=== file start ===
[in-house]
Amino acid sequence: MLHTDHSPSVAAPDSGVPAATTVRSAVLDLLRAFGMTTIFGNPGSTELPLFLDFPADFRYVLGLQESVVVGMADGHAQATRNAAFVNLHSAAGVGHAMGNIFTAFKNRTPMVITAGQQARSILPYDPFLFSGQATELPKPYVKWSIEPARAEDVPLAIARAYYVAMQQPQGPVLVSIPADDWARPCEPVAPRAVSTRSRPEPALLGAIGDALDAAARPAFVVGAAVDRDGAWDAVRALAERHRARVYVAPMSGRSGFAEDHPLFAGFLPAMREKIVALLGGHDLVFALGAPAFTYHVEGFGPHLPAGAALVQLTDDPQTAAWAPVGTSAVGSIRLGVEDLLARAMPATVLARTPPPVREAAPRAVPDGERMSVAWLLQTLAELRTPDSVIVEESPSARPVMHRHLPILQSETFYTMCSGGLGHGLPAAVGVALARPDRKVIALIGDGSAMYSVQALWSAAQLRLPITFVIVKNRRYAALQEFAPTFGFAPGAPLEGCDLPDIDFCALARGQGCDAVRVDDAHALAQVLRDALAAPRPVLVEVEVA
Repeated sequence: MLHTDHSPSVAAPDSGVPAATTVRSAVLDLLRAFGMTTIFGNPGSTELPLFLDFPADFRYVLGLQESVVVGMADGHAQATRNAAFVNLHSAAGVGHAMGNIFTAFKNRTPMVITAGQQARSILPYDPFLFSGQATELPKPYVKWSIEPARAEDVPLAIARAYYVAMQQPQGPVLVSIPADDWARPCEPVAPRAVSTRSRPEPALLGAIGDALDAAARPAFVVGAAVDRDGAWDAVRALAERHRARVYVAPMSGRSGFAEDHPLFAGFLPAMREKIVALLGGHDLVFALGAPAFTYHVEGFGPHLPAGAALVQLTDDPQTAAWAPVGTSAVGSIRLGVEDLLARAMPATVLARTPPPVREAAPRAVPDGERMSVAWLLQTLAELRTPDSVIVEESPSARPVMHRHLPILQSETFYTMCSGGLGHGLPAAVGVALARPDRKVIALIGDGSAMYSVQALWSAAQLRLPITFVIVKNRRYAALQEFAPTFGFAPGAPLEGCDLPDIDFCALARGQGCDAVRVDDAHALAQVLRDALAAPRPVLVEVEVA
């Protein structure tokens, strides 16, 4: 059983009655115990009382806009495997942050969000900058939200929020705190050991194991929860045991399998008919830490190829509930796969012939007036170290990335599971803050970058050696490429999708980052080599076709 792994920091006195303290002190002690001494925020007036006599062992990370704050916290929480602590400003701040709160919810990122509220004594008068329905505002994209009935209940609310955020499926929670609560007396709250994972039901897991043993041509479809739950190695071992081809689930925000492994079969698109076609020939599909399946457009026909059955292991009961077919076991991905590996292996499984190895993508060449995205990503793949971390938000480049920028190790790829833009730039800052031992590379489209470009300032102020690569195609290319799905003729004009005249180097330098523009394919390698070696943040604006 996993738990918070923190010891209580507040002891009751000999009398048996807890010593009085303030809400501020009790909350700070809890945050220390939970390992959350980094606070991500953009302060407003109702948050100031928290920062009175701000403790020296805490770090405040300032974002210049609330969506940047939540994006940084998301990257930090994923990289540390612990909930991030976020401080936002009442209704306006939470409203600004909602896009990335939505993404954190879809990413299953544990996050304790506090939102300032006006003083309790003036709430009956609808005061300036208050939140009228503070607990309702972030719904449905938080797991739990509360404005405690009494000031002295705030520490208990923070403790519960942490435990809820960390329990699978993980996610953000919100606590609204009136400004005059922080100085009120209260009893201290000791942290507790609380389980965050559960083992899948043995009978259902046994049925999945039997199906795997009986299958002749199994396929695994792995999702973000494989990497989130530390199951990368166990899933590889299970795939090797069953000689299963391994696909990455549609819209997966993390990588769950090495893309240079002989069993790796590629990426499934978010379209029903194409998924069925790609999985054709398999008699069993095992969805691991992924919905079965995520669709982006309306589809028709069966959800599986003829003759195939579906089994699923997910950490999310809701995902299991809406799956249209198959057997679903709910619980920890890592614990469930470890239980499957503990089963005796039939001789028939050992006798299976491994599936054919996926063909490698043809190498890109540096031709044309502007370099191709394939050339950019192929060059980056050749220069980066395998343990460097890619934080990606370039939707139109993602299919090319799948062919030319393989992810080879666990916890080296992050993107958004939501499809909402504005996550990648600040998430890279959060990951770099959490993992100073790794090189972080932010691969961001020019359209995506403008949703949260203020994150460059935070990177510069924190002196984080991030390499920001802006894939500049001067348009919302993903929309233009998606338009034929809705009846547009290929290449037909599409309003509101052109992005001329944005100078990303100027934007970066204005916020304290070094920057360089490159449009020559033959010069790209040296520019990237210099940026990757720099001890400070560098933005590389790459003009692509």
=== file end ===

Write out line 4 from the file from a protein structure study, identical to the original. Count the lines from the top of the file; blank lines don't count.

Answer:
């Protein structure tokens, strides 16, 4: 059983009655115990009382806009495997942050969000900058939200929020705190050991194991929860045991399998008919830490190829509930796969012939007036170290990335599971803050970058050696490429999708980052080599076709 792994920091006195303290002190002690001494925020007036006599062992990370704050916290929480602590400003701040709160919810990122509220004594008068329905505002994209009935209940609310955020499926929670609560007396709250994972039901897991043993041509479809739950190695071992081809689930925000492994079969698109076609020939599909399946457009026909059955292991009961077919076991991905590996292996499984190895993508060449995205990503793949971390938000480049920028190790790829833009730039800052031992590379489209470009300032102020690569195609290319799905003729004009005249180097330098523009394919390698070696943040604006 996993738990918070923190010891209580507040002891009751000999009398048996807890010593009085303030809400501020009790909350700070809890945050220390939970390992959350980094606070991500953009302060407003109702948050100031928290920062009175701000403790020296805490770090405040300032974002210049609330969506940047939540994006940084998301990257930090994923990289540390612990909930991030976020401080936002009442209704306006939470409203600004909602896009990335939505993404954190879809990413299953544990996050304790506090939102300032006006003083309790003036709430009956609808005061300036208050939140009228503070607990309702972030719904449905938080797991739990509360404005405690009494000031002295705030520490208990923070403790519960942490435990809820960390329990699978993980996610953000919100606590609204009136400004005059922080100085009120209260009893201290000791942290507790609380389980965050559960083992899948043995009978259902046994049925999945039997199906795997009986299958002749199994396929695994792995999702973000494989990497989130530390199951990368166990899933590889299970795939090797069953000689299963391994696909990455549609819209997966993390990588769950090495893309240079002989069993790796590629990426499934978010379209029903194409998924069925790609999985054709398999008699069993095992969805691991992924919905079965995520669709982006309306589809028709069966959800599986003829003759195939579906089994699923997910950490999310809701995902299991809406799956249209198959057997679903709910619980920890890592614990469930470890239980499957503990089963005796039939001789028939050992006798299976491994599936054919996926063909490698043809190498890109540096031709044309502007370099191709394939050339950019192929060059980056050749220069980066395998343990460097890619934080990606370039939707139109993602299919090319799948062919030319393989992810080879666990916890080296992050993107958004939501499809909402504005996550990648600040998430890279959060990951770099959490993992100073790794090189972080932010691969961001020019359209995506403008949703949260203020994150460059935070990177510069924190002196984080991030390499920001802006894939500049001067348009919302993903929309233009998606338009034929809705009846547009290929290449037909599409309003509101052109992005001329944005100078990303100027934007970066204005916020304290070094920057360089490159449009020559033959010069790209040296520019990237210099940026990757720099001890400070560098933005590389790459003009692509």